Another highlight of our days at sea were calls to family and friends as far afield as in the USA, England, Ireland and South Africa just to say hello and put their minds at rest that all was well aboard. Our daily contact with the other World ARC yachts via the midday and evening SSB radio net broadcasts helped as well. Although we didn’t see another yacht or the comforting lights of another yacht for days, it was always lovely to hear the familiar voices out there and know that we were not alone is this huge ocean. Add to that a splash of humour during the evening net like Elaine indicating, when prompted, that the only wild life she's seen that day was "Roy running around the deck" and the day ended with laughter.
Our celebrations at sea were numerous. We celebrated everything from St Patrick’s Day to various milestones; the quarter way mark, the halfway mark, the 2000NM line, the 1000NM line.
For our celebration of the 2000NM line, a third of the way, Elaine cooked up a hearty full Irish breakfast including freshly baked soda bread to mark the occasion. For our halfway mark celebration it was the meagre toastie - Toasted cheese sandwiches at lunchtime, followed by a celebratory cocktail at sunset accompanied by smoked mussels, stuffed grapevines, brie on crackers, olives, assorted nuts and the last of our pineapple, to be sure, to be sure we had celebrated the milestone appropriately. For St Patrick's Day we enjoyed a movie night with a hearty homemade chicken soup to warm the cockles of our heart, accompanied by freshly baked soda bread to add some Irish flare.
It's also fair to say, that if anyone had told us 27 years ago, on the day our wonderful son was born, that we would be in the middle of the Pacific Ocean in the midst of a circumnavigation, instead of celebrating his birthday with him, we would have said they were smoking something, but indeed we were!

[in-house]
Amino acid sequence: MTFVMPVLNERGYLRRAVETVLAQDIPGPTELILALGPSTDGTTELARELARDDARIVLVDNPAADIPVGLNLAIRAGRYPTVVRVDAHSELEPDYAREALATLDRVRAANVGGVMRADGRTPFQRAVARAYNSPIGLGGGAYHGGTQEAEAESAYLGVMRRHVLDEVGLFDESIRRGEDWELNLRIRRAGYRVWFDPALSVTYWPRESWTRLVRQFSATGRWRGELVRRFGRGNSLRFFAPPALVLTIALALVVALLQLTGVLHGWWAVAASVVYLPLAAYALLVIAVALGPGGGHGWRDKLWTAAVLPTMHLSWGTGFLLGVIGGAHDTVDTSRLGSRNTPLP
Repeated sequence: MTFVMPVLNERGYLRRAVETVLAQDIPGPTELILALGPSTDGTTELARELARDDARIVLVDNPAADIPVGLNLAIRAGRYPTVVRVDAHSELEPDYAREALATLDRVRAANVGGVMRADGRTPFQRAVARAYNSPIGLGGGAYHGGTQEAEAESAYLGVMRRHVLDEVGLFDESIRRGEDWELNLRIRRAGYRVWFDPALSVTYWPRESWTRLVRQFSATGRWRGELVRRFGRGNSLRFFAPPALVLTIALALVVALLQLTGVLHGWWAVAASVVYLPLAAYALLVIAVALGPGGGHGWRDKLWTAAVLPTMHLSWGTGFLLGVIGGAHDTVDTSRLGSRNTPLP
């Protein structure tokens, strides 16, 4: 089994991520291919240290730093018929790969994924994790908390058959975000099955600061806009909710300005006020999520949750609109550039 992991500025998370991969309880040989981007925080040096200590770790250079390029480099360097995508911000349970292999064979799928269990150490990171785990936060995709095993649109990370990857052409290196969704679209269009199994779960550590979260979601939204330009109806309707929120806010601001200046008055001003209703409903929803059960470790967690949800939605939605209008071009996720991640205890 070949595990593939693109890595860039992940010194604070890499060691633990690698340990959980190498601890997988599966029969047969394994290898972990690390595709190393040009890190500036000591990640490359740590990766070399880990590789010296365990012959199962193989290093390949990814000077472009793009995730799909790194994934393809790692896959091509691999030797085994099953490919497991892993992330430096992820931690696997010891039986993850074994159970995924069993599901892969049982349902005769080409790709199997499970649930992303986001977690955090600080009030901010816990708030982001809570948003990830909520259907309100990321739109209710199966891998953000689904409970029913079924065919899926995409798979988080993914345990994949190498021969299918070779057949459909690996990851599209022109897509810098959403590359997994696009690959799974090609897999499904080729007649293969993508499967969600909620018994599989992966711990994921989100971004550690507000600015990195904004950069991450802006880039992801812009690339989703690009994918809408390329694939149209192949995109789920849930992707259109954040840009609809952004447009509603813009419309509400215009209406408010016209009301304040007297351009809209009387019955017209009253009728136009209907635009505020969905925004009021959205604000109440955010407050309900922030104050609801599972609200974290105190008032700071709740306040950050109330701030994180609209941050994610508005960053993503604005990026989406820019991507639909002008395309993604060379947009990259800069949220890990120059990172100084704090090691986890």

On Elaine's Dad's birthday, we resigned ourselves to the fact that we needed to slow down in order to ensure a daylight arrival and accepted another night at sea, albeit our last one for the crossing. With less than 60NM to go, we sailed under a moonlit sky, in the company of Waterman, another World ARC participating yacht, in order to arrive in Hiva Oa at daybreak. Our sense of achievement mounted with every new mile sailed and we definitely look forward to "Land Ahoy".
With the full moon dipping behind Hiva Oa, Marqueses Islands, to the west, the sun rising to the east and dolphins frolicking in Paw Paw's bows, we crossed the finish line and arrived in paradise. Our first ocean crossing completed in less than 22 days. It was a very emotional time indeed, although somewhat surreal, which was further emphasised when we discovered the most stunning and dramatic scenery as we entered the anchorage of Atuona - Not at all what we were expecting.
We were presented with garlands on our arrival and, during all the officialdom, we had time to catch up with folks from the other yachts who had already made landfall. We then decided that a nice long walk into town to stretch our legs was the next order of the day.
The following day we decided that the Hotel Hanakee Pearl Lodge for some R&R was not only deserved, but definitely needed. A day, high up in the mountains, in a beautiful hotel sporting the most spectacular views, a cool breeze blowing, an infinity pool to relax in and a delicious lunch was just what the doctor ordered, before getting stuck in to give Paw Paw a much needed clean inside and out.
We thoroughly enjoyed our stay in Hiva Oa, visiting the Paul Gauguin Art Museum and his gravesite, perched high on the hillside with spectacular views overlooking Atuona. Elaine also enjoyed her swim with some local children, much to their delight, in a rock pool of the river we had to cross when walking to and from town. The Easter Service at St Anne's Catholic Church which we attended was the most unusual service and it was lovely to hear the singing.